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Environmental engineering
About 52,000 environmental engineers work in the United States.  To improve the qualities of air, water, and land, they not only mobilize all the technologies at hand but actively develop environment friendly industrial processes.  The American Academy of Environmental Engineers is sponsored by the American Institute of Chemical Engineering, American Society of Civil Engineers, American Society of Mechanical Engineers, and other professional organizations involved in public health, public works, waste management, and environmental protection and remediation.


Amato, I. 2000.  Green chemistry proves it pays.  Fortune, 143(3), 270.

Ansatas, P. T. and Warner, J. C. 1998.  Green Chemistry: Theory and Practice.  New York: Oxford University Press.  (Their “12 principles of green chemistry” is available at

Gloyma, E. 1986.  Environmental engineering – historical, current, and future perspectives.  Journal of Environmental Engineering, 12: 812-26.

Goldman, M. 2000.  Integrate environmental management into business functions.  Chemical Engineering Progress, 96(3): 27-32.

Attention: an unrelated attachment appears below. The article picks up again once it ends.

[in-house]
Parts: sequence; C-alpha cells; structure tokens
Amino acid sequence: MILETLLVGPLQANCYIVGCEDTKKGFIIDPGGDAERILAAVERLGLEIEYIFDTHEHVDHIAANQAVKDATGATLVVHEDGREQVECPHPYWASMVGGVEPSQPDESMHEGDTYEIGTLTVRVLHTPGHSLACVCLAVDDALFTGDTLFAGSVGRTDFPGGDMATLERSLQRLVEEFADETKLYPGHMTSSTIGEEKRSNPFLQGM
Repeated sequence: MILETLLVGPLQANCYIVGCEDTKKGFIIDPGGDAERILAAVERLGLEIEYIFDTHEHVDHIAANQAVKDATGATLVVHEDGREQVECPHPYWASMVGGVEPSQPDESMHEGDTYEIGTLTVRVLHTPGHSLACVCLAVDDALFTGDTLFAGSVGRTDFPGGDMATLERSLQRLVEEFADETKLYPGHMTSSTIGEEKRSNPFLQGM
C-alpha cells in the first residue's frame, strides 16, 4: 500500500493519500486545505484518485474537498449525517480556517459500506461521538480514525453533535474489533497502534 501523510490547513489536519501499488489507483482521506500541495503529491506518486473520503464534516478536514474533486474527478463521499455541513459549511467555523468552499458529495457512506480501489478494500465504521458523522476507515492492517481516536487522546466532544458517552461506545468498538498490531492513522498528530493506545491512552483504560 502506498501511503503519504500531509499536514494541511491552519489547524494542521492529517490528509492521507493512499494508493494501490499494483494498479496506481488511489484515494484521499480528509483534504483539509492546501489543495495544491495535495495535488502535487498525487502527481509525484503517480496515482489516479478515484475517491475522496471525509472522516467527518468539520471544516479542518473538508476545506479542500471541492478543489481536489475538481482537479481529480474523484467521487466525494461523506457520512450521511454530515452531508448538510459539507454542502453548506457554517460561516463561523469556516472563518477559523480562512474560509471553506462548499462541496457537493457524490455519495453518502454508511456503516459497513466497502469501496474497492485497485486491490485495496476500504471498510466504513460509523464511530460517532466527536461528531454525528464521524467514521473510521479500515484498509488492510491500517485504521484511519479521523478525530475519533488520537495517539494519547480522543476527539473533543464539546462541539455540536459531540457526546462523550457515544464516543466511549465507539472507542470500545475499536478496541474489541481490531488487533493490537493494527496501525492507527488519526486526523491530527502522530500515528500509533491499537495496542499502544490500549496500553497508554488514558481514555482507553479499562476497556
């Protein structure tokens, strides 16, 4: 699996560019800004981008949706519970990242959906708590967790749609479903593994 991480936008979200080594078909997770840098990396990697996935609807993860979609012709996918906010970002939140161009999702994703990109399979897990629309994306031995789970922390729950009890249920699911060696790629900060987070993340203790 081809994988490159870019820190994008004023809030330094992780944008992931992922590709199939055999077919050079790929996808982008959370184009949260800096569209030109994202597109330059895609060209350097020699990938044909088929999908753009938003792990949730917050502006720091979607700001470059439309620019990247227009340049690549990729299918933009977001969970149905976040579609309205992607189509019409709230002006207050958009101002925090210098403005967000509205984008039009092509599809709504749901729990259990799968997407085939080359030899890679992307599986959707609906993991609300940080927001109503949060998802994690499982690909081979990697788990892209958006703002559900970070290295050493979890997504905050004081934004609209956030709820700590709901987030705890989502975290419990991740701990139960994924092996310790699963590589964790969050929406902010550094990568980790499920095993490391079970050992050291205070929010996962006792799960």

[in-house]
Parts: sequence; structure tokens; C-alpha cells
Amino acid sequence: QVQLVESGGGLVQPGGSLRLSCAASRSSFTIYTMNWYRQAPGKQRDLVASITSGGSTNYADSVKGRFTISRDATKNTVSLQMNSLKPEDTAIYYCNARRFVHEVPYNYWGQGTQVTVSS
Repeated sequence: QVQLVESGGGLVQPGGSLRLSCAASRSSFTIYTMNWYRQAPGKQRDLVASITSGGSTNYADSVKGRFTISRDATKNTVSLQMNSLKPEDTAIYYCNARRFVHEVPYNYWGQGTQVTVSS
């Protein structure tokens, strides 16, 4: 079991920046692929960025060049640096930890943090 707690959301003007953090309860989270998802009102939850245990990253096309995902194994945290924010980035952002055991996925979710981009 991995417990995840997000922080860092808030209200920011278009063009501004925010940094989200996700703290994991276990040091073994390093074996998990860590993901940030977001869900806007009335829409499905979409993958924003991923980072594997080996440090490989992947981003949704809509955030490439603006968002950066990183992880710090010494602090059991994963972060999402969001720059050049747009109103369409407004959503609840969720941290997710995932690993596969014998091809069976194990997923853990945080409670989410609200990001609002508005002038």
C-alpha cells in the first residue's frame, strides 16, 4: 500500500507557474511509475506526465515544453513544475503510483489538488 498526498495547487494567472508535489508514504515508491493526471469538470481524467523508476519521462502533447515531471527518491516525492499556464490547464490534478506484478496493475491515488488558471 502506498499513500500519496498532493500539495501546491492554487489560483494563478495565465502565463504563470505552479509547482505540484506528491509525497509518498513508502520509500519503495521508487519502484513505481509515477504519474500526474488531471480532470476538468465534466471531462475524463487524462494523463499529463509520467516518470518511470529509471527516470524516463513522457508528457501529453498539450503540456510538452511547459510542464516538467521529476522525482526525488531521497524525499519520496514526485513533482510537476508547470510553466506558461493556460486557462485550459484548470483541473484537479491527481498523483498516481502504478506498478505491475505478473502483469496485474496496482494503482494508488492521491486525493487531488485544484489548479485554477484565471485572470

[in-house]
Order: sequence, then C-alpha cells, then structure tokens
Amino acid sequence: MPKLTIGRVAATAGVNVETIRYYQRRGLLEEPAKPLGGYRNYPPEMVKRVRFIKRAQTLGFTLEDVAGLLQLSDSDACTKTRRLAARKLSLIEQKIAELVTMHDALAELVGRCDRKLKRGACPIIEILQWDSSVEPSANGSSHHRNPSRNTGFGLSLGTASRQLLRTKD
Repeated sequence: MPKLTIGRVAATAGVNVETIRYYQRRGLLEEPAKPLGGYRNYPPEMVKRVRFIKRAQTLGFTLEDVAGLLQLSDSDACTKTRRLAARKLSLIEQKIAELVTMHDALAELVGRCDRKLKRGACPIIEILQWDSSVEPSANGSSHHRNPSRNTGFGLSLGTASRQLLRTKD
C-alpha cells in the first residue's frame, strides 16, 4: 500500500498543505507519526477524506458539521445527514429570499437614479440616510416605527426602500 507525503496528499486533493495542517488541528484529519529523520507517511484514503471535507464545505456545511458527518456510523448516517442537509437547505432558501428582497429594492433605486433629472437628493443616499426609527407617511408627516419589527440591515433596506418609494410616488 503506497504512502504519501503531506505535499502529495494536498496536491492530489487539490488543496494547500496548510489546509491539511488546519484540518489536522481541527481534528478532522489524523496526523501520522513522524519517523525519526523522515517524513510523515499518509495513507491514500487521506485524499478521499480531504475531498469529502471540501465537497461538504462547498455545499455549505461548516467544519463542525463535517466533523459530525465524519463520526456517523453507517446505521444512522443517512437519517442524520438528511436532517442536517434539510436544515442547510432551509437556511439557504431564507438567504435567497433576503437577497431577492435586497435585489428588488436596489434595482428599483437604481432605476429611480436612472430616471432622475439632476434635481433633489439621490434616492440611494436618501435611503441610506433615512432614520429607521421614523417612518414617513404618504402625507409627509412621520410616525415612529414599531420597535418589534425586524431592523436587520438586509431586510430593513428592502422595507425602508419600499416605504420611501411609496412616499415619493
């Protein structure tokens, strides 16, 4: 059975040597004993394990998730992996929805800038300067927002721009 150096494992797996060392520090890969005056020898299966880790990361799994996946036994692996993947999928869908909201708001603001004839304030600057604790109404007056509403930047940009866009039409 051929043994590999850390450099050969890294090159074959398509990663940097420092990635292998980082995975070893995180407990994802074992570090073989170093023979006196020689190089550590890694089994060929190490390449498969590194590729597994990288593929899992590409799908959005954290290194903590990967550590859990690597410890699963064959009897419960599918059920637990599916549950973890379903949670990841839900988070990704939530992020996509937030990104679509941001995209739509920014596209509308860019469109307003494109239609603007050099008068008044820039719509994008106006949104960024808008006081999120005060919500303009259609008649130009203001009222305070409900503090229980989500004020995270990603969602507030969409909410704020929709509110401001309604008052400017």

Hagen, R. E., Moens, J. R., and Nikodem, A. D. 2001.  Impact of U.S. nuclear generation on greenhouse gas emission.  Vienna: International Atomic Energy Agency.  Available at

Hersh, M. A. 1998.  A survey of systems approaches to green design with illustrations from the computer industry.  IEEE Trans. on Systems, Man, and Cybernetics – Part C, 28: 528-52.

Mattrey, J. H., Sherer, J. M., and Miller, J. D.  2000.  Minimize emissions from semiconductor facilities.  Chemical Engineering Progress,  96(5): 1-7.

Nazaroff, W. W. and Alvarez-cohen, L., 2001.  Environmental Engineering Science.  New York: Wiley.

Nemerow, N. L. and Agardy, F. J., eds. 2003.  Environmental Engineering, 5th ed., Newe York: Wiley.

Pereira, C. J. 1999.  Environmentally friendly processes.  Chemical Engineering Science, 54: 1959-73.

Peterson, R. R. 1999.  Moving toward sustainable development.  Chemical Engineering Progress, January.

Pierre, N. S. 2000.  Conservation: been there, doing that.  Business Week, November 27: 194F-H.

Poliakoff, M. 2002.  Green chemistry, science and politics of change.  Science, 297: 807-11.

Press, D. and Mazmaman, D. A. 2000.  The greening of industry: achievement and potential.  In Vig and Kraft (2000: 255-77).

RAND. 1999.  Technology Forces at Work: Profiles of Environmental Development at DuPont, Intel, Monsanto, and Xerox.

Seinfeld, J. H. 1991. Environmental chemical engineering, in Perspectives in Chemical Engineering, C. K. Colton, ed. Boston: Academic Press, pp.266-302.

Smil, V. 2000.  Energy in the twentieth century: resources, conversions, costs, uses, and consequences.  Annual Review of Energy and Environment, 25: 21-51.

Stine, J. K. and Tarr, J. A. 1998.  At the intersection of histories: technology and the environment.  Technology and Culture, 39: 601-40.

Vig, N. J. and Kraft, M. E. eds. 1997.  Environmental Policy in the 1990s.  Washington D. C.: CQ Press.